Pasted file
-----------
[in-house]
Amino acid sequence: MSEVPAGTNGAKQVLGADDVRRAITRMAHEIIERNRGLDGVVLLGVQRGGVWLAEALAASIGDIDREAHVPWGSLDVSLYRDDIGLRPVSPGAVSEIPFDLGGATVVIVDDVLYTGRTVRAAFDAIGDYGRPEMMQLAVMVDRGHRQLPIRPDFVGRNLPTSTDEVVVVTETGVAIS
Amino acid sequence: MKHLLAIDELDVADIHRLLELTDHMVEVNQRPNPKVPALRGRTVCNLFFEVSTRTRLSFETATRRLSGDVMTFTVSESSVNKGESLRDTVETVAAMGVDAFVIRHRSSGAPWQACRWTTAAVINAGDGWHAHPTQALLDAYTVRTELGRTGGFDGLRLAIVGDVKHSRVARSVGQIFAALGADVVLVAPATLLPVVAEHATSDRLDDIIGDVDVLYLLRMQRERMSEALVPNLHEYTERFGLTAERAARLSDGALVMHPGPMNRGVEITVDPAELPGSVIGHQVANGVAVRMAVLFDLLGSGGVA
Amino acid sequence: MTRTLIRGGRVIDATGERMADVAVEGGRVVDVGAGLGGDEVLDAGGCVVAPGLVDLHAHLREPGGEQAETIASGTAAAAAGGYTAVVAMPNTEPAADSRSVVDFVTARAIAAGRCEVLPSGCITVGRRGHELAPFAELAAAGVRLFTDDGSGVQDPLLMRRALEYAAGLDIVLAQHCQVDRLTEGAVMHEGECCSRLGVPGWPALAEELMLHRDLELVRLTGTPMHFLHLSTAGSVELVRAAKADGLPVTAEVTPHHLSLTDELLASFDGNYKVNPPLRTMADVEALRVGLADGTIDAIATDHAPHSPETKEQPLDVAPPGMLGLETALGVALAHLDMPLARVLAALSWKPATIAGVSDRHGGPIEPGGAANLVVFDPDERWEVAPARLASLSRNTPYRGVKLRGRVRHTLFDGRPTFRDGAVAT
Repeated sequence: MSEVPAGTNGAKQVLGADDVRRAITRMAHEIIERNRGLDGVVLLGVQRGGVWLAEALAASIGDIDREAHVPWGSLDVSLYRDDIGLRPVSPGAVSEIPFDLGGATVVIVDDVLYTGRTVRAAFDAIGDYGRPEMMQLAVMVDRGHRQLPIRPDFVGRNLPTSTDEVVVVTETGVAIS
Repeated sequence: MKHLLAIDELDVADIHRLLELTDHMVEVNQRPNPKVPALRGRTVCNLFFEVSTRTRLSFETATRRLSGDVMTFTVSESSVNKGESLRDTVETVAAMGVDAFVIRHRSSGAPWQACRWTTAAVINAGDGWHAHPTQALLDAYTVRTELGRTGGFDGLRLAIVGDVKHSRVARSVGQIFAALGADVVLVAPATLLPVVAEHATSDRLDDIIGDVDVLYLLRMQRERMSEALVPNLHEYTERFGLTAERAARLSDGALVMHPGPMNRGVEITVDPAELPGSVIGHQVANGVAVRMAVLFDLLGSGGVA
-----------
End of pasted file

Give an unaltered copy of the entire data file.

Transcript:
[in-house]
Amino acid sequence: MSEVPAGTNGAKQVLGADDVRRAITRMAHEIIERNRGLDGVVLLGVQRGGVWLAEALAASIGDIDREAHVPWGSLDVSLYRDDIGLRPVSPGAVSEIPFDLGGATVVIVDDVLYTGRTVRAAFDAIGDYGRPEMMQLAVMVDRGHRQLPIRPDFVGRNLPTSTDEVVVVTETGVAIS
Amino acid sequence: MKHLLAIDELDVADIHRLLELTDHMVEVNQRPNPKVPALRGRTVCNLFFEVSTRTRLSFETATRRLSGDVMTFTVSESSVNKGESLRDTVETVAAMGVDAFVIRHRSSGAPWQACRWTTAAVINAGDGWHAHPTQALLDAYTVRTELGRTGGFDGLRLAIVGDVKHSRVARSVGQIFAALGADVVLVAPATLLPVVAEHATSDRLDDIIGDVDVLYLLRMQRERMSEALVPNLHEYTERFGLTAERAARLSDGALVMHPGPMNRGVEITVDPAELPGSVIGHQVANGVAVRMAVLFDLLGSGGVA
Amino acid sequence: MTRTLIRGGRVIDATGERMADVAVEGGRVVDVGAGLGGDEVLDAGGCVVAPGLVDLHAHLREPGGEQAETIASGTAAAAAGGYTAVVAMPNTEPAADSRSVVDFVTARAIAAGRCEVLPSGCITVGRRGHELAPFAELAAAGVRLFTDDGSGVQDPLLMRRALEYAAGLDIVLAQHCQVDRLTEGAVMHEGECCSRLGVPGWPALAEELMLHRDLELVRLTGTPMHFLHLSTAGSVELVRAAKADGLPVTAEVTPHHLSLTDELLASFDGNYKVNPPLRTMADVEALRVGLADGTIDAIATDHAPHSPETKEQPLDVAPPGMLGLETALGVALAHLDMPLARVLAALSWKPATIAGVSDRHGGPIEPGGAANLVVFDPDERWEVAPARLASLSRNTPYRGVKLRGRVRHTLFDGRPTFRDGAVAT
Repeated sequence: MSEVPAGTNGAKQVLGADDVRRAITRMAHEIIERNRGLDGVVLLGVQRGGVWLAEALAASIGDIDREAHVPWGSLDVSLYRDDIGLRPVSPGAVSEIPFDLGGATVVIVDDVLYTGRTVRAAFDAIGDYGRPEMMQLAVMVDRGHRQLPIRPDFVGRNLPTSTDEVVVVTETGVAIS
Repeated sequence: MKHLLAIDELDVADIHRLLELTDHMVEVNQRPNPKVPALRGRTVCNLFFEVSTRTRLSFETATRRLSGDVMTFTVSESSVNKGESLRDTVETVAAMGVDAFVIRHRSSGAPWQACRWTTAAVINAGDGWHAHPTQALLDAYTVRTELGRTGGFDGLRLAIVGDVKHSRVARSVGQIFAALGADVVLVAPATLLPVVAEHATSDRLDDIIGDVDVLYLLRMQRERMSEALVPNLHEYTERFGLTAERAARLSDGALVMHPGPMNRGVEITVDPAELPGSVIGHQVANGVAVRMAVLFDLLGSGGVA